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Bitcoin Cash network is unstable and slow, price could crash once exchanges enable deposits
Two days after the chain split that resulted in the launch of Bitcoin Cash, the fledgling coin is quite an unusual position. The Bitcoin Cash network is almost non-functional due to extremely slow block times, inherited as a result of Bitcoin’s mining difficulty at the time of the fork. The token itself is quite valuable—trading for over $400—but only for a small fraction of the people who own them.
No major exchanges have Bitcoin Cash deposits enabled, which means that the only people who can sell Bitcoin Cash are the ones who had funds on certain exchanges before the split. Those exchanges (including Bitfinex and Kraken) have credited their users with the appropriate amount of Bitcoin Cash and have enabled trading pairs.
Not all exchanges will be launching Bitcoin Cash trading pairs. Of the exchanges that don’t trade Bitcoin Cash, some will be crediting users and allowing them to withdraw their Bitcoin Cash. Others may choose not to even acknowledge Bitcoin Cash, and may not credit their users with the tokens.
Bitcoin Cash deposits are disabled at all major exchanges because the Bitcoin Cash network is not yet safe to use. Due to its low mining hash rate, the Bitcoin Cash network is extremely vulnerable to attacks. Likewise, because of the small number of blocks that have been found since the split, a dedicated attacker could easily trigger a Blockchain reorganization.
Such an attack would wipe out all trading history on the new network. Furthermore, it is difficult to send transactions on the Bitcoin Cash network at all, due to the incredibly long block times. All of this has resulted in a situation where most would-be sellers of Bitcoin Cash are completely unable to trade.
All of this begs the question: is a crash imminent? At present, demand is absorbing an extremely limited supply and pushing prices up. Once the Bitcoin Cash network stabilizes and exchanges begin opening up deposits, there will likely be a massive influx of sellers. Assuming that demand remains stable, such a drastic increase in supply will likely cause the price to drop significantly.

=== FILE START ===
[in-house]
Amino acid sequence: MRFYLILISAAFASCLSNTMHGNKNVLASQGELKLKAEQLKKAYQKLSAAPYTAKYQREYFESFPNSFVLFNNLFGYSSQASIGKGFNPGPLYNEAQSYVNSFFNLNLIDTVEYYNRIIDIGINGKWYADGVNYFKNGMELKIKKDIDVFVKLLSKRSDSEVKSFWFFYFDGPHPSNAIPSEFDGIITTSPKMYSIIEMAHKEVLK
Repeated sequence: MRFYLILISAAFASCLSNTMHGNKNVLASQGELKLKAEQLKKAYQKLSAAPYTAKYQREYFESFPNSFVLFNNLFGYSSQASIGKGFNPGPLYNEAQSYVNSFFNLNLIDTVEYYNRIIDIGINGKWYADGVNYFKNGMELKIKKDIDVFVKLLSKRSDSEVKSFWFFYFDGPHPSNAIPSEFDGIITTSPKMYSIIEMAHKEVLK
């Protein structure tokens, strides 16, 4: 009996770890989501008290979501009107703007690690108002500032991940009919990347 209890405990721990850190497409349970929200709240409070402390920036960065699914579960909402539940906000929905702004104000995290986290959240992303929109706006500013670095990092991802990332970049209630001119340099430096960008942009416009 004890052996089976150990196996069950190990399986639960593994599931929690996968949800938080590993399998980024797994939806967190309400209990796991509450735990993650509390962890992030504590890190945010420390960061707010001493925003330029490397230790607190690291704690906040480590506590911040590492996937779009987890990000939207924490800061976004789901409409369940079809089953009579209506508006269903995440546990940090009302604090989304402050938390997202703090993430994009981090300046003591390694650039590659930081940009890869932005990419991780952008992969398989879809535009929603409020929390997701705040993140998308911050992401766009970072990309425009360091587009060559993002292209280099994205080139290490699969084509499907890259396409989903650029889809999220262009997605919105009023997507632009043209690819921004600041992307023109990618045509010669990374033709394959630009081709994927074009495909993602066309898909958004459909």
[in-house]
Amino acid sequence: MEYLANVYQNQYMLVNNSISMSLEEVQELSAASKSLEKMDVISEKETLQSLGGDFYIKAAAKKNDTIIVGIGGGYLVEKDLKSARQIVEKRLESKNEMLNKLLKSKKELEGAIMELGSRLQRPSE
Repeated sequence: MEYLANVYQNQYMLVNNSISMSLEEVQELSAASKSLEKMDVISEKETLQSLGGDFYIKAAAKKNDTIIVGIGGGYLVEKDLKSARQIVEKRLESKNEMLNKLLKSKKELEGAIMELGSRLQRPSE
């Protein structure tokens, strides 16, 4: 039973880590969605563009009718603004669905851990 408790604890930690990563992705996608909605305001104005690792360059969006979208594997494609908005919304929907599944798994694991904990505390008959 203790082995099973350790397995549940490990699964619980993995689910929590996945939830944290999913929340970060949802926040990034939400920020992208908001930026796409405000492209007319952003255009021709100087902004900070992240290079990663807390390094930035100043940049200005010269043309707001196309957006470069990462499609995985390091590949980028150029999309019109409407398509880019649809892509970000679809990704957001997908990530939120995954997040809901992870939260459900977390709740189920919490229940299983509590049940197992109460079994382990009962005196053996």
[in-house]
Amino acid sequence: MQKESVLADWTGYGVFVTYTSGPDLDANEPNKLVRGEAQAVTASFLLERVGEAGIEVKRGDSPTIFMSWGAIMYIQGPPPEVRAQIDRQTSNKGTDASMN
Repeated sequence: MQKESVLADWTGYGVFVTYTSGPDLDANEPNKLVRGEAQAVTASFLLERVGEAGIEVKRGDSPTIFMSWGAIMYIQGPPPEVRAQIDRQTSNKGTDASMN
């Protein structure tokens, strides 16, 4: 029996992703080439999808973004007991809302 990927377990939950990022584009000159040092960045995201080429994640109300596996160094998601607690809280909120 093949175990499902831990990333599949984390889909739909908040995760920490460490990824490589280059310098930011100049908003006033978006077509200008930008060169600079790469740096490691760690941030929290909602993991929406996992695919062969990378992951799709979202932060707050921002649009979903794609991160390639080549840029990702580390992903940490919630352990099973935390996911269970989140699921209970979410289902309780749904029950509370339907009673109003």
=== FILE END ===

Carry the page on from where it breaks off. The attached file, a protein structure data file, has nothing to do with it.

The Bitcoin Cash code includes a feature to reduce the mining difficulty if the time between blocks is too long. That code should activate at some point today, resulting in a much lower difficulty and much faster discovery of blocks. Once the network stabilizes, and it is safe to do so, exchanges that trade Bitcoin Cash will likely open up deposits.
So far Bitcoin has been largely unaffected by the chain split. After briefly dropping from $2,900 to $2,600 shortly before the split, Bitcoin’s price has stabilized in the $2,700 range.
Virtually all Bitcoin miners are still mining Bitcoin, with almost none having switched to Bitcoin Cash. However, this could conceivably change, although it’s unlikely.
The only remaining wild card is the following scenario. What if the Bitcoin Cash network stabilizes, exchanges open up Bitcoin Cash deposits, and the price somehow remains stable (or drops then quickly rebounds)?
In such a situation, Bitcoin miners might see that it is more profitable to mine Bitcoin Cash, and enough miners might switch over to cause a small increase in Bitcoin block times.
The most vehement political opponents of the Segregated Witness scaling solution are likely to fully embrace Bitcoin Cash and leave the Bitcoin community altogether.
Consequently, the new currency will act as a sort of safety valve, allowing steam to escape before the pressure climbs high enough to rupture the vessel. Other big blockers who are willing to accept the SegWit2x compromise will likely remain, but grow less political.
Assuming that the “2x” part of SegWit2x is actually implemented as planned, Bitcoin’s long civil war may finally be over.
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